Athletes involved in grappling sports are a special breed. I'm talking about the wrestlers, judo players, jiu jitsu players, MMA fighters, etc. To compete at a high level these athletes need a special blend of strength, endurance, mobility, balance, and a just touch of insanity. Additionally, an impressive trait that almost all good grapplers tend to have is ridiculous grip strength. I competed in the Copa Nova Brazilian Jiu Jitsu Fall Championships over the weekend, and after my matches my forearms were on FIRE! A big part of the game is getting a good grip on your opponent while keeping their grips off of you, so it's important to have some hands that you can rely on.
However the benefits of a stronger grip isn't limited to the grapplers. Working on grip strength can improve shoulder health, increase performance in other sports, and make activities of daily living easier. And we all know big forearms are cool.
So how do you build the vice-like grip of a grappling champion? The solution is simple, go wrestle somebody everyday.
I'm just kidding (for most of us). But here are some tips to really challenge your grip within your lifting program.
Using towels for many of your pulling exercises will make you grip harder than normal. If you relax your grip even for a moment it could slip out of your fingers. Towels can be used for pull-ups, chin-ups, cable/band rows, inverted rows, face pulls, and shrugs.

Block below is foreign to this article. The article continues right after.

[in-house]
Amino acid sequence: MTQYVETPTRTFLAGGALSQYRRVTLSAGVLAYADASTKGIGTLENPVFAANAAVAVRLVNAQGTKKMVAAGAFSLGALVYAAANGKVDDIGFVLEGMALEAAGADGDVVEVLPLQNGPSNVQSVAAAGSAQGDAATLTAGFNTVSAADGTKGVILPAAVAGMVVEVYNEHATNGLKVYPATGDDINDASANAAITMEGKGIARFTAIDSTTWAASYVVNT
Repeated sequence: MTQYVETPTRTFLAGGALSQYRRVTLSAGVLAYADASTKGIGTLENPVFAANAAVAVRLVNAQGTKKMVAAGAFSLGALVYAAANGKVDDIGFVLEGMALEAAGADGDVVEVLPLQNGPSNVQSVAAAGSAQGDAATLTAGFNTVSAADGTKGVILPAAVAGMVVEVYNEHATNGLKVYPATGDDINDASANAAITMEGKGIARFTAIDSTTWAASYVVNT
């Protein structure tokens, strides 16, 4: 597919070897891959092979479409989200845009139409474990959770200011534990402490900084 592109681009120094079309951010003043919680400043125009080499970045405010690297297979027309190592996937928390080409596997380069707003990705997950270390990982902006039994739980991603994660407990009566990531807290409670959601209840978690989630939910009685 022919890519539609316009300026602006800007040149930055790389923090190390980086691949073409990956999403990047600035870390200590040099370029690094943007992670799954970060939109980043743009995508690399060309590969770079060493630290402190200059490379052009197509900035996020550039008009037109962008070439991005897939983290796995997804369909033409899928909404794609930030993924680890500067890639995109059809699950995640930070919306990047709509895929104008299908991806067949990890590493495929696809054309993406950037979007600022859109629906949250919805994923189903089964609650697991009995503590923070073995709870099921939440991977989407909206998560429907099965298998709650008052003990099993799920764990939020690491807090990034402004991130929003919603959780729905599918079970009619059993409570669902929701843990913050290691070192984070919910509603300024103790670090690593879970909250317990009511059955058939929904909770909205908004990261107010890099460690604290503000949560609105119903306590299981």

Bottoms Up KBs
I haven't tried any bottoms up kettlebell work until recently, and it was definitely more challenging than I thought. Even with what I thought was moderate weight it was difficult to control. The bottoms up position can be used for pressing variations but also for weighted carries. Try some weighted carries with a KB in a bottoms-up rack or overhead position. If you've never tried it before your forearms might be in for a surprise.
Heavy Farmer's Walks
Load up the implements and talk a stroll. With these don't worry about using a towel or finding another way to make it specifically harder for your grip. The weight alone should do the trick. Chalk up your hands if you need to, but don't use straps (duh).
Picking up heavy things is one of the best ways to build up your grip. When using a barbell, try to go double overhand as long as you can when working up in weight.
Use these tips to feel better, open the tightest of pickle jars, and build a crushing handshake you can be proud of!